Between the Motos:  James Marshall

Between the Motos: James Marshall

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At the 2006 San Diego Supercross, James Marshall went down in a heat race. An injury to his spinal cord left him paralyzed, and James’ life would never be the same. However, he poured the same work ethic that drove him as a racer into other facets, starting with rehab, but moving also over to his non-profit organization, The James Marshall Project. Now seven years past his crash, James is still quite positive about life, and the sport in general. We called him for an update for this week’s Between the Motos.

Racer X Online: James, in the wake of your accident and injury, you started the James Marshall Project. Explain what that’s all about?
James Marshall: It’s been a really, really fun thing that we’ve had going for awhile. My health has had to take a bit of a backseat, in a way, to that, but it’s a great thing that we have going on. Health wise, though, I have had a pump installed to help reduce lower-body spasims, which is something that typically goes on with spinal injuries like my own. So that’s good. As for the foundation, right now we’re working on concussion studies. We’ve partnered with Memorial Hermann hospitals here in Houston on that, and we’re also doing our second-annual MX Auction, where you’ll find a lot of great stuff from top athletes out there, from Ryan Villopoto to James Stewart, to the JGR guys and even some privateers. You can find out about all of it at JamesMarshallProject.com.

Is there an even bigger, grander goal, overall, for the organization?
Well, we are directed toward brain and spinal injuries. To back up a little bit, my brother suffered from Shaken Baby Syndrome, not a lot of people know that. He passed away when he was three years old. Obviously, that was a huge part of my life, and I always felt like I should do something to help out there. Then, with my spinal cord injury, I got great support from the motocross community, but I met a lot of people when I was in rehab, and they suffered the injuries from some crazy incidents. From car accidents, to one person who had taken a shower, was walking to their bed, and slipped and hit their head on the night stand, and boom, lights out.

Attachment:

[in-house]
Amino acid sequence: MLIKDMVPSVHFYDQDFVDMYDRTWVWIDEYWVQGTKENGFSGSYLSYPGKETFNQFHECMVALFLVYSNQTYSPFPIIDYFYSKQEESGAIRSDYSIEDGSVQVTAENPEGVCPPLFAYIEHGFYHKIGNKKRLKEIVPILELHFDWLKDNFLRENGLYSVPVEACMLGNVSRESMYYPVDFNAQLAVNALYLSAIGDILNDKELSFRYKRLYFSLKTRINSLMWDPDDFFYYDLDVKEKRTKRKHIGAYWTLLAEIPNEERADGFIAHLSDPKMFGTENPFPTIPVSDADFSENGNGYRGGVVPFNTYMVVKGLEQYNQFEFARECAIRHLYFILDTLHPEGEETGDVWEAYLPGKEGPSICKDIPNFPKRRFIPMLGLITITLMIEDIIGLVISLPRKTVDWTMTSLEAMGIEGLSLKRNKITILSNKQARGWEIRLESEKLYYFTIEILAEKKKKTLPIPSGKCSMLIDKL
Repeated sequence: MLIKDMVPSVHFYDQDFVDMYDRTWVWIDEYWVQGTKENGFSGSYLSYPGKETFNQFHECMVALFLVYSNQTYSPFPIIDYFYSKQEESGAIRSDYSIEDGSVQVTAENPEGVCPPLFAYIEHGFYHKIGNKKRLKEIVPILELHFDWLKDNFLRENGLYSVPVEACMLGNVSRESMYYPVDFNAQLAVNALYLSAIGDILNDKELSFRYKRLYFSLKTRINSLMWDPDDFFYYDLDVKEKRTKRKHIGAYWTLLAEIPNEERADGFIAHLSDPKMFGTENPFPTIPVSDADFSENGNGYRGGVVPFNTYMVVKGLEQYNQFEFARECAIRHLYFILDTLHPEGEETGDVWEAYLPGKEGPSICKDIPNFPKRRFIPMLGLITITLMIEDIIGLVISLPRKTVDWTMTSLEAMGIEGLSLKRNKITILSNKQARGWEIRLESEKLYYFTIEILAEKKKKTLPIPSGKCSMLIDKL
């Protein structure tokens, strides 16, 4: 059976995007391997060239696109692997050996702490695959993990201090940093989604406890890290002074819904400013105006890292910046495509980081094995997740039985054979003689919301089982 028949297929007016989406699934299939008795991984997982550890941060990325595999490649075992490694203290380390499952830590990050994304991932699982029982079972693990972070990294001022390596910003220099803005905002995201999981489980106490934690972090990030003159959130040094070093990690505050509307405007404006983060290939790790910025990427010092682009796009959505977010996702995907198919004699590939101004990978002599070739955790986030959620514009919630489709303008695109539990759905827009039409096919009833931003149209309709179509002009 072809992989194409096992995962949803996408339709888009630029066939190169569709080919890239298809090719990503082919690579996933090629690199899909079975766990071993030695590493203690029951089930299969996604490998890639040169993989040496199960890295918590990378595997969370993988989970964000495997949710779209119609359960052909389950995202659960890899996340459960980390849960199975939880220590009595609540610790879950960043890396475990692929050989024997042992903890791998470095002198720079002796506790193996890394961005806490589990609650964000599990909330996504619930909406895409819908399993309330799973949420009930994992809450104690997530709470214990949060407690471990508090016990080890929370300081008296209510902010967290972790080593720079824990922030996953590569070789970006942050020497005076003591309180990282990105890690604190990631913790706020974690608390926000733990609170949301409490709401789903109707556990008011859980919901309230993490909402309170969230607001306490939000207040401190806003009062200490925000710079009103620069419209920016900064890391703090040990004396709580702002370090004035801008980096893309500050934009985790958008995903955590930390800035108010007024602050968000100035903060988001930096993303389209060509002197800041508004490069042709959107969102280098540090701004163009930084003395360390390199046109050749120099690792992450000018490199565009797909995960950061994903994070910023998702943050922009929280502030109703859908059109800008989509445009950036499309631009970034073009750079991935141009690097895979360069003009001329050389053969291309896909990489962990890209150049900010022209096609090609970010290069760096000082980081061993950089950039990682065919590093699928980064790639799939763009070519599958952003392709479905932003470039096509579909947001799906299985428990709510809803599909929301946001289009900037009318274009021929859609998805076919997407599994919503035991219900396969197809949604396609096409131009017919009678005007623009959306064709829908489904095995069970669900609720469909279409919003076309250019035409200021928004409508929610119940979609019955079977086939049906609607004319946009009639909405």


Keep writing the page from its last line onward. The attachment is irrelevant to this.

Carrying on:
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James and his girlfriend Tiffany at this year's Dallas Supercross.
Weigandt photo

Wow.
No kidding. I really felt like, when I was in the hospital, looking up at the ceiling, I felt like my chances were no better than theirs. Everything I had worked for had gone down the drain with the rest of the water. I didn’t think I’d be recognized by anyone. But then Road 2 Recovery stepped in and did a grand job. Just unbelievable what they did for me. I really felt like, there has to be an avenue where I can give back, not just to the top athletes in motocross, because Road 2 Recovery does a great job with that, but also, there has to be a greater, broader goal in life here. So that’s what we’re open to—any type of injury, be it athletic or not.

You bring up an interesting point, and I’ve heard Ernesto Fonseca say this: In our sport, we think paralysis is very common, but in every day life, it’s not something you see all the time, so it probably doesn’t get the attention, the research and the funds that it really needs.
Absolutely. It’s a very complicated injury, but you don’t see many people out in the general public, unless you know someone personally. You see people suffering from cancer, and they’re out and about, sometimes you wouldn’t even realize it. Here, I feel like a lot of people with spinal cord injuries don’t go out, they stay inside, they feel like “What are people going to think?” They worry about the stereotype. I think that’s what keeps people from being as public about it. So, if we can even do a little bit, I guess it helps things go in the right direction.